Yet his plan was quite different: he intended to cross Somerset again, this time via Axbridge, and make for Gloucester. However, a farm labourer from Chedzoy, sent by his master, came to the duke with a report that the royal army was not dug in at Weston, and that they could surely be surprised in the dark. It was an opportunity not to be missed, and at about 11 o’clock on the night of 5 July the rebel forces, approaching 4,000 in number, silently moved out of Bridgwater along the Bristol road, and reached the heart of the moor, to within a mile of the king’s army, before even the royal scouts knew they had left the town.

The battle which followed lasted for perhaps an hour and a half. Monmouth’s army, hampered by unclear knowledge of how to cross the deep, though almost dry, Bussex Rhine, was unable to come to grips with the king’s army, where their scythes might have proved more murderous to the infantry than they were to the king’s horse. Instead, they were attacked on each side by horsemen and were helpless targets for the royal guns, case shot making lanes among them. But still the result hung in the balance, and Andrew Paschall thought that if Monmouth’s men had shouted they could have won a victory. But the king’s men shouted first, and the rebels collapsed. Captain Dummer of the royal artillery attributed victory rather to Providence than to their own efforts.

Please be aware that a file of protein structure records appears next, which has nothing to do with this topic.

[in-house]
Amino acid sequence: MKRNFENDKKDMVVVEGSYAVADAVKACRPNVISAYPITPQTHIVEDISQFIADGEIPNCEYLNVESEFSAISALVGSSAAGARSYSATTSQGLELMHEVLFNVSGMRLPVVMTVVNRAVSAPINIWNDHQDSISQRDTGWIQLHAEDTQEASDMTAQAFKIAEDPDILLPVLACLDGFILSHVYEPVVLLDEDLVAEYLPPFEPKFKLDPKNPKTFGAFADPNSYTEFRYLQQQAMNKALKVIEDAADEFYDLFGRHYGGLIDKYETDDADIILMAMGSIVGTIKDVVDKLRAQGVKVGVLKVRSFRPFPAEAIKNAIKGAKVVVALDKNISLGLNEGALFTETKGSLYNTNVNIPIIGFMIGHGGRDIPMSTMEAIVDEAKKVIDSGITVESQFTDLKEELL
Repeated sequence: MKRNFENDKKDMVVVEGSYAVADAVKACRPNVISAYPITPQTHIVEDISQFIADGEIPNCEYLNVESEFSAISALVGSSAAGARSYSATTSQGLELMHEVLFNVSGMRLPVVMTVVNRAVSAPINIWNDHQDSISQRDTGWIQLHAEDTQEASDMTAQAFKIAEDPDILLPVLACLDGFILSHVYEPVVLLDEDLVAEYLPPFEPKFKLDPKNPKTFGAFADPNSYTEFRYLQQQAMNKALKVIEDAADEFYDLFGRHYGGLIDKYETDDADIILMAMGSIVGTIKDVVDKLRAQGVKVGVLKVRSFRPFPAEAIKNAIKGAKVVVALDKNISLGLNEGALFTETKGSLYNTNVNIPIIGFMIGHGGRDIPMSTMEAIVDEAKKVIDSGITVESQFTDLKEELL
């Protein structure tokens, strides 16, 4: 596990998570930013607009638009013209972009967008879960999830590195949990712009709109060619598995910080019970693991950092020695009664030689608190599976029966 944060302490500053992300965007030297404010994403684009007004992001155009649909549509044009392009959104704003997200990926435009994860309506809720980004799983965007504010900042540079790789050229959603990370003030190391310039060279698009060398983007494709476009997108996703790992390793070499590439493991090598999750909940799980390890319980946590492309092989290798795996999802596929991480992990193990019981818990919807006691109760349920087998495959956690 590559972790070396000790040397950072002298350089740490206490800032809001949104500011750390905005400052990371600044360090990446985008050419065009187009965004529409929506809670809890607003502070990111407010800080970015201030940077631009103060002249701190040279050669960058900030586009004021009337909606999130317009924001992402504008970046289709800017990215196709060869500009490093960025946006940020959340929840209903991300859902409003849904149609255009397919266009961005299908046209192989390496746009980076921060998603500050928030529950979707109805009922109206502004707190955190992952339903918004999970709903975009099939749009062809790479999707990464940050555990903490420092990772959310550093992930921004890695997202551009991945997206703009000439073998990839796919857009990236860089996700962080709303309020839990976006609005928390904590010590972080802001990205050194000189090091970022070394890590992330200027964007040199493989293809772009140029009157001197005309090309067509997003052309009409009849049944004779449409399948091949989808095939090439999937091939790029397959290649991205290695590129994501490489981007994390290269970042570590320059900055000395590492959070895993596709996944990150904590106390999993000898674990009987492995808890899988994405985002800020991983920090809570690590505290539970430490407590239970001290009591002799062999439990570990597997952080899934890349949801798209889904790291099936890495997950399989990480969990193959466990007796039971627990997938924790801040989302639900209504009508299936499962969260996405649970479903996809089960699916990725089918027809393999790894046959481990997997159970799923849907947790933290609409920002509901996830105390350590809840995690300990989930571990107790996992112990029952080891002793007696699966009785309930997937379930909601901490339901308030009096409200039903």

The captain thought that the rebels lost about 700 dead and 300 taken. prisoner, while the royal forces had 27 dead and 200 wounded. The villagers of Weston were later heard claiming to have buried 1,384 corpses. Perhaps as many as 500 rebel prisoners were herded into Weston church, while at least 22 were hanged immediately, four in irons. The dead were hastily buried in pits, and a week later 12 men were summoned from Chedzoy with six carts to take their turn in helping to make a mound over the still hardly covered corpses, as well as to pay their share of the cost of the irons.